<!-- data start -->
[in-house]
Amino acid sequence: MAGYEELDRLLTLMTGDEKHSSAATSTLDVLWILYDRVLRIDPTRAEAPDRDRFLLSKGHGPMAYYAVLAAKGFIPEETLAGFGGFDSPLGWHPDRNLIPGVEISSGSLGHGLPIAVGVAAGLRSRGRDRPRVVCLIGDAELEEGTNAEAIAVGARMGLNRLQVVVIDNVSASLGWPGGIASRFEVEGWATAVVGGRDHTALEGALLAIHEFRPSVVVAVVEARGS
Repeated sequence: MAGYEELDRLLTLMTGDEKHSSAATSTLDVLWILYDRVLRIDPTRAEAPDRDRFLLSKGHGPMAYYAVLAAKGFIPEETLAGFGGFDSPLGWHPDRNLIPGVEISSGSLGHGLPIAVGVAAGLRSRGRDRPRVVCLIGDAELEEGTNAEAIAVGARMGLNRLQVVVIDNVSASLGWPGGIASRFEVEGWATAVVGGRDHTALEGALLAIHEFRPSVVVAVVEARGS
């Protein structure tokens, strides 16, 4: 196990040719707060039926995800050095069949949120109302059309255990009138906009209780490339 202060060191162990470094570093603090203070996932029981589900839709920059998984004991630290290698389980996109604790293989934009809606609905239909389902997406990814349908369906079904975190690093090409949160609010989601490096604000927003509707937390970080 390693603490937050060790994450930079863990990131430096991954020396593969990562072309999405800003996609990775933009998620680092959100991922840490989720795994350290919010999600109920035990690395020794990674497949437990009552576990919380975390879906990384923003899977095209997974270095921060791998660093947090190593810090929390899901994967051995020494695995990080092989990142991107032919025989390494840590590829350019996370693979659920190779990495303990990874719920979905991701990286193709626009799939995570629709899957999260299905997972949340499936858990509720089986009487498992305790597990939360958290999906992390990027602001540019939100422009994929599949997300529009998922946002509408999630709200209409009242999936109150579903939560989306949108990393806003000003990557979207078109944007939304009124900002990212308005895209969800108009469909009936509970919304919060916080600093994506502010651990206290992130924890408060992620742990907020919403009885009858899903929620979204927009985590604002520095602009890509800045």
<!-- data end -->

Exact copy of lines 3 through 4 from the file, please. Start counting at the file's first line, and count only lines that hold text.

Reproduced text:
Repeated sequence: MAGYEELDRLLTLMTGDEKHSSAATSTLDVLWILYDRVLRIDPTRAEAPDRDRFLLSKGHGPMAYYAVLAAKGFIPEETLAGFGGFDSPLGWHPDRNLIPGVEISSGSLGHGLPIAVGVAAGLRSRGRDRPRVVCLIGDAELEEGTNAEAIAVGARMGLNRLQVVVIDNVSASLGWPGGIASRFEVEGWATAVVGGRDHTALEGALLAIHEFRPSVVVAVVEARGS
């Protein structure tokens, strides 16, 4: 196990040719707060039926995800050095069949949120109302059309255990009138906009209780490339 202060060191162990470094570093603090203070996932029981589900839709920059998984004991630290290698389980996109604790293989934009809606609905239909389902997406990814349908369906079904975190690093090409949160609010989601490096604000927003509707937390970080 390693603490937050060790994450930079863990990131430096991954020396593969990562072309999405800003996609990775933009998620680092959100991922840490989720795994350290919010999600109920035990690395020794990674497949437990009552576990919380975390879906990384923003899977095209997974270095921060791998660093947090190593810090929390899901994967051995020494695995990080092989990142991107032919025989390494840590590829350019996370693979659920190779990495303990990874719920979905991701990286193709626009799939995570629709899957999260299905997972949340499936858990509720089986009487498992305790597990939360958290999906992390990027602001540019939100422009994929599949997300529009998922946002509408999630709200209409009242999936109150579903939560989306949108990393806003000003990557979207078109944007939304009124900002990212308005895209969800108009469909009936509970919304919060916080600093994506502010651990206290992130924890408060992620742990907020919403009885009858899903929620979204927009985590604002520095602009890509800045």